One program that seemed to be on everyone’s mind was an engagement initiative started by Hillel in 2006, which utilizes so-called “superconnectors,” or student social leaders, to link their peers to Jewish life through events. About 80 percent of the arriving students were in the program which Ellen Goldstein, Hillel’s vice president of marketing and communications, said had touched about 85,000 unengaged Jewish students through 1,800 superconnectors since its inception.
“It could be an a cappella singing program. It could be a kickball game. It could be some kind of arts conference or a women’s empowerment seminar,” she said. “We get them in and try to shape that through a Jewish lens and then they meet other people who are interested in those things.”
Konig said that peer-to-peer relationships are vital in building such connections.
“We’ve seen that that model is a very successful one because it’s able to really go into the trenches and build up from the bottom,” he said.
Noam Soker, a 21-year-old from the University of North Carolina at Chapel Hill, is one of those superconnectors. She said an indoor soccer team helped introduce her fellow Jewish students to the community.
“Slowly, they come to Shabbat and then they find someone else who is really into soccer and they become a smaller superconnector,” she said. “Everyone is an engager. If you find someone with something in common you are going to connect with them. Hillel just equips us with the tools that we need to learn how to better use our abilities to connect naturally and insert a Jews lens.”
She said her generation is strongly geared towards the Internet but social media was really just a beginning.
“The only way to create those deeper connections is to supplement it with face-to-face contact which is incredibly important for Hillel,” she said. “We have been equipped with the skills to better use social media but the value of face-to-face conversation is not lost on us.”
The important thing is to be a good listener.
“It’s not about being interesting. It’s being interested,” she said. “I want to connect with people and know who they are rather than them know who I am because that’s a one-way relationship.”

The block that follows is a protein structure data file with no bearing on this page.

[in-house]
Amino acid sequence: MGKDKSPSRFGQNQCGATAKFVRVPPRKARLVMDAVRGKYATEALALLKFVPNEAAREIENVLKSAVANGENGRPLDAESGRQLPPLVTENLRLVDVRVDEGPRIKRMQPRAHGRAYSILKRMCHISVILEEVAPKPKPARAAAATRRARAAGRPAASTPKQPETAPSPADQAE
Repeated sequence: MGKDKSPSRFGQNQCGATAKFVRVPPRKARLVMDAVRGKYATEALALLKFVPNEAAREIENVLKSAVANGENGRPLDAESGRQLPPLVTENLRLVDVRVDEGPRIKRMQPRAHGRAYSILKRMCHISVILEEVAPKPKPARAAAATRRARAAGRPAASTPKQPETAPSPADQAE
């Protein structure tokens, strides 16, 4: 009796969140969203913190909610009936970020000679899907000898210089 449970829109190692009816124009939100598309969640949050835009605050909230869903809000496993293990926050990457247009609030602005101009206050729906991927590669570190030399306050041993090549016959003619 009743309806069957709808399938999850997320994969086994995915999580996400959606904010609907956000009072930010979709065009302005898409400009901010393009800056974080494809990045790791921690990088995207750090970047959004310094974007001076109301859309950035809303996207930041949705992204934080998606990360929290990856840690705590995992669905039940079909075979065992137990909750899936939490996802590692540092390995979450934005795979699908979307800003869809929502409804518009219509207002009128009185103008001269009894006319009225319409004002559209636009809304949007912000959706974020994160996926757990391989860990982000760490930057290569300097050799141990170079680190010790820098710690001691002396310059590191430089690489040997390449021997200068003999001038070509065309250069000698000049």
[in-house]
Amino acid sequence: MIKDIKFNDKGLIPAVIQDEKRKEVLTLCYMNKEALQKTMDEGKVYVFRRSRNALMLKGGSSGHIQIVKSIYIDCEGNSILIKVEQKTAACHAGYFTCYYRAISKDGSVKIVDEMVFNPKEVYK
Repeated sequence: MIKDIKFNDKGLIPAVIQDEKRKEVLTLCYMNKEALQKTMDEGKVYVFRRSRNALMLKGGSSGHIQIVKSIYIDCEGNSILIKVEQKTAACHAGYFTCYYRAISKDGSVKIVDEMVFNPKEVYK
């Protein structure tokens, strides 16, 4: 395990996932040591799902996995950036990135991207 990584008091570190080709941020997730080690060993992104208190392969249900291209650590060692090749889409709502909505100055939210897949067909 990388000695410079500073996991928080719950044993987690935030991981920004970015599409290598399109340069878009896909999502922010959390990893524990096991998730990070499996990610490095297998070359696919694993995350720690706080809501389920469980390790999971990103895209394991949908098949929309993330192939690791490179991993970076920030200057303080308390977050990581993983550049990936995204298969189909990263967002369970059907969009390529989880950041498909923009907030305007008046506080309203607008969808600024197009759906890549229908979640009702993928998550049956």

Tabitha Nemeroff, a student at George Washington University in the District of Columbia, said she feels that Millennials could use more in-person contact and thinks Hillel can be a part of that. In one recent project, she helped assemble a prayer book.
“We created a modern-day siddur that was compiled from quotes and poems and artwork which were meaningful to students,” said the 21-year-old. “It was a way to connect them spiritually to Judaism but through a new, modern lens of things relevant to them.”
Ralph Taber, an executive director with Franklin and Marshall College in Pennsylvania, said that he enjoys these events because of more than just the networking.
“There’s also the content, the opportunity to sit down and study Talmud and Torah or other texts with people smarter than me and I learn to translate that information to my students,” he said.
The people, however, are important, too.
“I have only one other staff person who works with me in a full-time capacity,” he said. “It helps me to meet other colleagues and see what they are doing in terms of new ideas, innovations, challenges, relationships. These are people we reach out to during the school year to share something good or ask for advice.”